Now, what happens when a Christian is faced with a political authority whose policies directly conflict with the Gospel? Ah, welcome to the 2016 presidential election! Plenty of articles have been written on both Donald Trump and Hilary Clinton’s fittingness for the Oval Office, and this is not going to be one of them. A number of bloggers and speakers involved in religion have also presented the case for voting for X or Y, and no, this is not one of them either. Without hyperbole, this election has been arguably the most frustrating and conflicting for the voter’s conscience in the history of American politics, and my intention here is not to tell you who to vote for- my intention is for you to realize how supporting Donald Trump on the basis of Christianity is false and dangerous, resulting in a direct assault on both the Gospel message and those who earnestly try to live it.

Put simply, Christians who support Trump are committing one of the greatest sins in Christian theology: scandal. In the Bible, a book hopefully familiar to many Christians, the word ‘scandal’ is written in the Koine Greek language as “σκάνδαλον/skandalon” literally meaning “stumbling block”. Jesus is recorded using the word four times: three times in the Gospel according to St. Matthew (Mt. 13:41, 16:23 18:7) and once in the Gospel according to St. Luke (Lk. 17:1). Of all the occurrences of this word, perhaps none is as poignant as when Jesus uses the word while rebuking Peter in Matthew 16:23: “But [Jesus] turned and said to Peter, “Get behind me, Satan! You are a stumbling block to me; for you are setting your mind not on divine things but on human things.” This occurs when Jesus is foretelling of His eventual suffering in His Passion & Death; Peter hears this and immediately rejects any notion that his friend, teacher, and master will have to suffer at the hands of authority. Jesus, who reveals throughout the Gospel that He has not come to do His will but the will of the Father, rebukes Peter for being a “stumbling block” to His mission- that is, the salvation of humankind. Peter is ‘called out’ for his misguided attempt to shield Jesus from imminent suffering. Jesus also uses a derivative of the word ‘scandal’ later in the 18th chapter of Matthew’s Gospel, when He says “…whoever causes one of these little ones who believe in Me to stumble, it would be better for him to have a heavy millstone hung around his neck, and to be drowned in the depth of the sea” (Mt. 18:6). Throughout the centuries, Christians have had to come to terms with this powerful warning of Jesus. The Catholic Church categorizes ‘causing scandal’ under the violations of the Fifth Commandment, “Thou shall not kill.” Here, the Church defines scandal as “an attitude or behavior which leads another to do evil.” (CCC #2284). The person who commits scandal becomes a source of temptation to his or her own neighbor (#2285). And, in one of the most sweeping statements on this matter, the Church proclaims:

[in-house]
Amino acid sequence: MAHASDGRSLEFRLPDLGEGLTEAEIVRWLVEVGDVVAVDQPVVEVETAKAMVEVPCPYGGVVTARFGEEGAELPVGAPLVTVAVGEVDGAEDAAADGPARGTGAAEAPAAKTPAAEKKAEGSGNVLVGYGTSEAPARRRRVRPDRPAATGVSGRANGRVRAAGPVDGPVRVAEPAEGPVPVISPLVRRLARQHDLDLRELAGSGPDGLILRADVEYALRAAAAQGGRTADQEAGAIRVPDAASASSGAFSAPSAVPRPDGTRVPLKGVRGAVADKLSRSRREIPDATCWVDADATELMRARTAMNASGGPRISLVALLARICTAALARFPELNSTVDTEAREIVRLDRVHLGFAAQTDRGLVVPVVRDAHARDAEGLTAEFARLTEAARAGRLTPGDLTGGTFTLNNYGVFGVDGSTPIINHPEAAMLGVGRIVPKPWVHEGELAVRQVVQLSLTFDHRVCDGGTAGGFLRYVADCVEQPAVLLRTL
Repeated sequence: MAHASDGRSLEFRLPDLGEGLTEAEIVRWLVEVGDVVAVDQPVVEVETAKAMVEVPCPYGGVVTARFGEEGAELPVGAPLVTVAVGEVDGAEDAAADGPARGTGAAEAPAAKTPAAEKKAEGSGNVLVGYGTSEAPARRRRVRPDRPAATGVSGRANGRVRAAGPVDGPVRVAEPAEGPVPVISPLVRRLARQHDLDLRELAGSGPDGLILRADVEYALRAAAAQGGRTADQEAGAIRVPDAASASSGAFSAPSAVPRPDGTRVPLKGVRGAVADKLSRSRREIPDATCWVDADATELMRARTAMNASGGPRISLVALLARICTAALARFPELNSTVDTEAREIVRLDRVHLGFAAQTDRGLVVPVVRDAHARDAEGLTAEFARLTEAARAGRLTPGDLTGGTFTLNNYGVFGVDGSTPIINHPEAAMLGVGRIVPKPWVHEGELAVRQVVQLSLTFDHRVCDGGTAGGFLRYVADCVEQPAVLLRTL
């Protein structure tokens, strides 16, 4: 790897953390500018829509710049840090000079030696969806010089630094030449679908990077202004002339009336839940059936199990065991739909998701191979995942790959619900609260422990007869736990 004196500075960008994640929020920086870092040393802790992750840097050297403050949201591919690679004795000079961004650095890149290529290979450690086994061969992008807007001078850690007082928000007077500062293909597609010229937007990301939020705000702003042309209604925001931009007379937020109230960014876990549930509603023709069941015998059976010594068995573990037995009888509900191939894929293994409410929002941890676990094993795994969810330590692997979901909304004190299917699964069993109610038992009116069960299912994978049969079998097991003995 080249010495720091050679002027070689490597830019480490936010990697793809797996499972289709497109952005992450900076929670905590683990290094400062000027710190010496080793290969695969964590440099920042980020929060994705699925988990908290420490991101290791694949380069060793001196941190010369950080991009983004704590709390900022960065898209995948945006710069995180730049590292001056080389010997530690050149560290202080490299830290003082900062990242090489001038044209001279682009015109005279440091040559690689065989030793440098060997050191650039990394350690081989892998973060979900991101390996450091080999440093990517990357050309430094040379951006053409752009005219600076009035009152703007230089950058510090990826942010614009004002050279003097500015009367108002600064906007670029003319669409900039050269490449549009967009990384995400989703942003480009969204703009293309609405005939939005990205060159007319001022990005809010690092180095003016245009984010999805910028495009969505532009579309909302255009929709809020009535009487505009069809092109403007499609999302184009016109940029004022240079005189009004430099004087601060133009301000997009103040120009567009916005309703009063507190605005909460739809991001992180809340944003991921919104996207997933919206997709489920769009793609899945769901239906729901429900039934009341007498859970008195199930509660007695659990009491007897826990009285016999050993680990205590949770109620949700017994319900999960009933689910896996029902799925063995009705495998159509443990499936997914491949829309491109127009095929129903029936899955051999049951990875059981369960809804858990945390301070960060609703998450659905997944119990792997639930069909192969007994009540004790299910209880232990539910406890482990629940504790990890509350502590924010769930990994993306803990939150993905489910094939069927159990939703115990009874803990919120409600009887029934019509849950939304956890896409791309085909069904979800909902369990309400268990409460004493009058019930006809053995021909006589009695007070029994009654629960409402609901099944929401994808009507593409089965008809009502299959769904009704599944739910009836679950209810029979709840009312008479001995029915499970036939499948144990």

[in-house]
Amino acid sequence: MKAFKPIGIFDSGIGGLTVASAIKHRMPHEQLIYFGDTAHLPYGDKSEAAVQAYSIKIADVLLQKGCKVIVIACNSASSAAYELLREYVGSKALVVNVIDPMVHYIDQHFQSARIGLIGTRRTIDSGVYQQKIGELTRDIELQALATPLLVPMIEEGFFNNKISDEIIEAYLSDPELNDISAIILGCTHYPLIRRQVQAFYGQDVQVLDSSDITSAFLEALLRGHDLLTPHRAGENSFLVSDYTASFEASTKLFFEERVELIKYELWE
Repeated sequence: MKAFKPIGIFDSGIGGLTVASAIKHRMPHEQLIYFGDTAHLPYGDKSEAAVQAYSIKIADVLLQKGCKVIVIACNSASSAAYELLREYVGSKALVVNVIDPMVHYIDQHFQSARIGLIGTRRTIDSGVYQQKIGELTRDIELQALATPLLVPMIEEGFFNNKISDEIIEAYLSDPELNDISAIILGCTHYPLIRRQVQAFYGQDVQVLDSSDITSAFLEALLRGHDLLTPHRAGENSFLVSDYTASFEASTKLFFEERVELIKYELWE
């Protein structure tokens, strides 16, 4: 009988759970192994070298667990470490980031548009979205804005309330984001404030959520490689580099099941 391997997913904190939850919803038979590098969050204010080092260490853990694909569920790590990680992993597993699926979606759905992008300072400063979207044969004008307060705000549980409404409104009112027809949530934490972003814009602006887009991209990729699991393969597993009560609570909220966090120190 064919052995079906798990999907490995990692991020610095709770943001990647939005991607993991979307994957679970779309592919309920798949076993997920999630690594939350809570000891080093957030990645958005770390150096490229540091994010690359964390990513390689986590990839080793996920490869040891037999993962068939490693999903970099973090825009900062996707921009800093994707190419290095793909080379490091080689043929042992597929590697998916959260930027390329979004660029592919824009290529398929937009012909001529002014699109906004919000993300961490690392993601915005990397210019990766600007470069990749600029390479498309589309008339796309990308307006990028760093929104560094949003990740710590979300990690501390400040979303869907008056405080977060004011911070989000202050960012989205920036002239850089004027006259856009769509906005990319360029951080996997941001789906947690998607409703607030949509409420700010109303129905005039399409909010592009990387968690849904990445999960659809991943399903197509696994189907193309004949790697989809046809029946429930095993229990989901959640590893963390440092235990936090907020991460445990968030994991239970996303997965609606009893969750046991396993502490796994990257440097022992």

“Therefore, they are guilty of scandal who establish laws or social structures leading to the decline of morals and the corruption of religious practice, or to “social conditions that, intentionally or not, make Christian conduct and obedience to the Commandments difficult and practically impossible.” This is also true of business leaders who make rules encouraging fraud, teachers who provoke their children to anger, or manipulators of public opinion who turn it away from moral values.” (CCC #2286)

Re-thinking Trump as the “Pro-Life” Candidate

Donald Trump has made headlines ever since the announcement of his campaign, and very few of them have been positive affirmations of his humane proposals, upstanding moral character and strong family values. Actually, it would seem that it is the opposite. Take, for instance, the time he publicly mocked a man with disabilities. Or the time he said that he would ban all Muslims from entering the United States. Or the time he insulted the entire country of Mexico and the Mexican people. Or the time he claimed that he “could stand in the middle of Fifth Avenue and shoot somebody” and wouldn’t lose voters. Or the time he expressed his desire to punch a protester in the face. Or the time he insulted nearly every political rival of hisand one’s wife. Or when he stated that there must be a “punishment” for women who choose to abort their fetus. He discredited the heroism of a P.O.W., he asserted that he would authorize methods of torture as well as murder the families of terrorists (a war crime), insulted women time and time again, lusted after his own daughter on-air, and, as recently revealed, bragged about sexual assault, and tried reducing it to being “locker-room talk”.

To defend voting for Trump under the illusion that he is somehow “pro-life” is to the definition of asininity. And yet, it is a mantra often chanted. Father Frank Pavone, National Director of the Priests for Life, has endorsed Trump, and encouraged his faithful followers to do the same. The United States Conference of Catholic Bishops, however, takes a more theologically-nuanced view. In their document, “Forming Consciences for Faithful Citizenship”, state that Catholics are not “single-issue voters” (no. 42). The U.S. bishops also reiterate the fact that abortion is of the gravest sins of our day, but also state that: